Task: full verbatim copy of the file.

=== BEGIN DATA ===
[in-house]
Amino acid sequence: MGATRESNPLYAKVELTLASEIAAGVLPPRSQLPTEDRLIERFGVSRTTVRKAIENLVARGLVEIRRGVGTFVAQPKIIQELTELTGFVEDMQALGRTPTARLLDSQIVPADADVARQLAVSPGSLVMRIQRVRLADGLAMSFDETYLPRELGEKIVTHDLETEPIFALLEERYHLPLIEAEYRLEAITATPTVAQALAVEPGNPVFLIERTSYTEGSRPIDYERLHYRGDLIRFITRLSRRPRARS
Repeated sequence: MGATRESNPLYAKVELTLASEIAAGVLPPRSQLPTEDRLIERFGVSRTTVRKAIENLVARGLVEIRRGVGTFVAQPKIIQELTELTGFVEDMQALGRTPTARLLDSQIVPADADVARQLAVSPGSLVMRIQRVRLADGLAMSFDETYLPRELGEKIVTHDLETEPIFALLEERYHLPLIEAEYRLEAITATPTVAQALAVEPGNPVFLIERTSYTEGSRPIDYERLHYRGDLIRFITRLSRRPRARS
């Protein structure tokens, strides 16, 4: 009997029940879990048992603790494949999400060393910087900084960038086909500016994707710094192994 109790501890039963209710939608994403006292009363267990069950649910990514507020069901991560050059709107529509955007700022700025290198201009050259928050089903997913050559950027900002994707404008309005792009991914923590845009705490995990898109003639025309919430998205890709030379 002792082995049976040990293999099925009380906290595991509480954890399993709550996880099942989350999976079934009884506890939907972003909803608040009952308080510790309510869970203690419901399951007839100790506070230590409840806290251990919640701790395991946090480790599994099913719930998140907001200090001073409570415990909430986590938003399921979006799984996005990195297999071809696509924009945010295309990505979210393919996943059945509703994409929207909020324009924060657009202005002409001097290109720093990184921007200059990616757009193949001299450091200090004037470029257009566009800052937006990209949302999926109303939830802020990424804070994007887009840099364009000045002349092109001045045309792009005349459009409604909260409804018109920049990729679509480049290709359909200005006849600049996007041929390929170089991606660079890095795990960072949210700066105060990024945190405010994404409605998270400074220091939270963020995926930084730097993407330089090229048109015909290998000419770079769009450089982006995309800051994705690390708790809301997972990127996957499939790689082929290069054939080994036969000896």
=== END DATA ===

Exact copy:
[in-house]
Amino acid sequence: MGATRESNPLYAKVELTLASEIAAGVLPPRSQLPTEDRLIERFGVSRTTVRKAIENLVARGLVEIRRGVGTFVAQPKIIQELTELTGFVEDMQALGRTPTARLLDSQIVPADADVARQLAVSPGSLVMRIQRVRLADGLAMSFDETYLPRELGEKIVTHDLETEPIFALLEERYHLPLIEAEYRLEAITATPTVAQALAVEPGNPVFLIERTSYTEGSRPIDYERLHYRGDLIRFITRLSRRPRARS
Repeated sequence: MGATRESNPLYAKVELTLASEIAAGVLPPRSQLPTEDRLIERFGVSRTTVRKAIENLVARGLVEIRRGVGTFVAQPKIIQELTELTGFVEDMQALGRTPTARLLDSQIVPADADVARQLAVSPGSLVMRIQRVRLADGLAMSFDETYLPRELGEKIVTHDLETEPIFALLEERYHLPLIEAEYRLEAITATPTVAQALAVEPGNPVFLIERTSYTEGSRPIDYERLHYRGDLIRFITRLSRRPRARS
């Protein structure tokens, strides 16, 4: 009997029940879990048992603790494949999400060393910087900084960038086909500016994707710094192994 109790501890039963209710939608994403006292009363267990069950649910990514507020069901991560050059709107529509955007700022700025290198201009050259928050089903997913050559950027900002994707404008309005792009991914923590845009705490995990898109003639025309919430998205890709030379 002792082995049976040990293999099925009380906290595991509480954890399993709550996880099942989350999976079934009884506890939907972003909803608040009952308080510790309510869970203690419901399951007839100790506070230590409840806290251990919640701790395991946090480790599994099913719930998140907001200090001073409570415990909430986590938003399921979006799984996005990195297999071809696509924009945010295309990505979210393919996943059945509703994409929207909020324009924060657009202005002409001097290109720093990184921007200059990616757009193949001299450091200090004037470029257009566009800052937006990209949302999926109303939830802020990424804070994007887009840099364009000045002349092109001045045309792009005349459009409604909260409804018109920049990729679509480049290709359909200005006849600049996007041929390929170089991606660079890095795990960072949210700066105060990024945190405010994404409605998270400074220091939270963020995926930084730097993407330089090229048109015909290998000419770079769009450089982006995309800051994705690390708790809301997972990127996957499939790689082929290069054939080994036969000896």